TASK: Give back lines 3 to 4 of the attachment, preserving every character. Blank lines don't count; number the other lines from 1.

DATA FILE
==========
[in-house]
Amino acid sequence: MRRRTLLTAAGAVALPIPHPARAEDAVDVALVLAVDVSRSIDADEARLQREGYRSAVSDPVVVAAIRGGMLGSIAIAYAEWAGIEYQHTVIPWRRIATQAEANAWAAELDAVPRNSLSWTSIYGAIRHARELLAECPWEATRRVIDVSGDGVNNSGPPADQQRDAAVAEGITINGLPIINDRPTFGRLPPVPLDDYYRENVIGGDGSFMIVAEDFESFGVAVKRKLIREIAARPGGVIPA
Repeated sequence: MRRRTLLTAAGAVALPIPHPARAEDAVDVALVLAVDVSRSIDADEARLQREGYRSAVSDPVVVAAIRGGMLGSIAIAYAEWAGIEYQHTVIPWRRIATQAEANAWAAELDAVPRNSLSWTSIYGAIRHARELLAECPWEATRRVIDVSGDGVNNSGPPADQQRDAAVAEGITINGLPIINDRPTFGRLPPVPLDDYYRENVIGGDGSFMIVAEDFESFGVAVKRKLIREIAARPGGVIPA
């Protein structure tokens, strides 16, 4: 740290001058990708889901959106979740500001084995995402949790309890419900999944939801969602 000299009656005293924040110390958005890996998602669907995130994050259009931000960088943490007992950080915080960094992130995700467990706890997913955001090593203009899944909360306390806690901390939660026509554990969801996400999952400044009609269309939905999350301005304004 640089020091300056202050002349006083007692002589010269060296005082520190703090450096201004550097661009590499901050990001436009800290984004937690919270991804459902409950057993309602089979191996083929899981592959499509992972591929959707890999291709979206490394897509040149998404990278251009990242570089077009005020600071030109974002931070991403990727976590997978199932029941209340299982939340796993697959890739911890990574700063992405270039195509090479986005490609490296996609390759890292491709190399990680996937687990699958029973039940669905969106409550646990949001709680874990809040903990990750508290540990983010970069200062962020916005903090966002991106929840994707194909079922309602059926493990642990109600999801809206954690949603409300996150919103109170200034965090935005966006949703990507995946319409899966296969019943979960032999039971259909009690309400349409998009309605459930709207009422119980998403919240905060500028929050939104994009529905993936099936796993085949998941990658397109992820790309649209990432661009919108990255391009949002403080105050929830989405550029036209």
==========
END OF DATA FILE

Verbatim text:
Repeated sequence: MRRRTLLTAAGAVALPIPHPARAEDAVDVALVLAVDVSRSIDADEARLQREGYRSAVSDPVVVAAIRGGMLGSIAIAYAEWAGIEYQHTVIPWRRIATQAEANAWAAELDAVPRNSLSWTSIYGAIRHARELLAECPWEATRRVIDVSGDGVNNSGPPADQQRDAAVAEGITINGLPIINDRPTFGRLPPVPLDDYYRENVIGGDGSFMIVAEDFESFGVAVKRKLIREIAARPGGVIPA
């Protein structure tokens, strides 16, 4: 740290001058990708889901959106979740500001084995995402949790309890419900999944939801969602 000299009656005293924040110390958005890996998602669907995130994050259009931000960088943490007992950080915080960094992130995700467990706890997913955001090593203009899944909360306390806690901390939660026509554990969801996400999952400044009609269309939905999350301005304004 640089020091300056202050002349006083007692002589010269060296005082520190703090450096201004550097661009590499901050990001436009800290984004937690919270991804459902409950057993309602089979191996083929899981592959499509992972591929959707890999291709979206490394897509040149998404990278251009990242570089077009005020600071030109974002931070991403990727976590997978199932029941209340299982939340796993697959890739911890990574700063992405270039195509090479986005490609490296996609390759890292491709190399990680996937687990699958029973039940669905969106409550646990949001709680874990809040903990990750508290540990983010970069200062962020916005903090966002991106929840994707194909079922309602059926493990642990109600999801809206954690949603409300996150919103109170200034965090935005966006949703990507995946319409899966296969019943979960032999039971259909009690309400349409998009309605459930709207009422119980998403919240905060500028929050939104994009529905993936099936796993085949998941990658397109992820790309649209990432661009919108990255391009949002403080105050929830989405550029036209």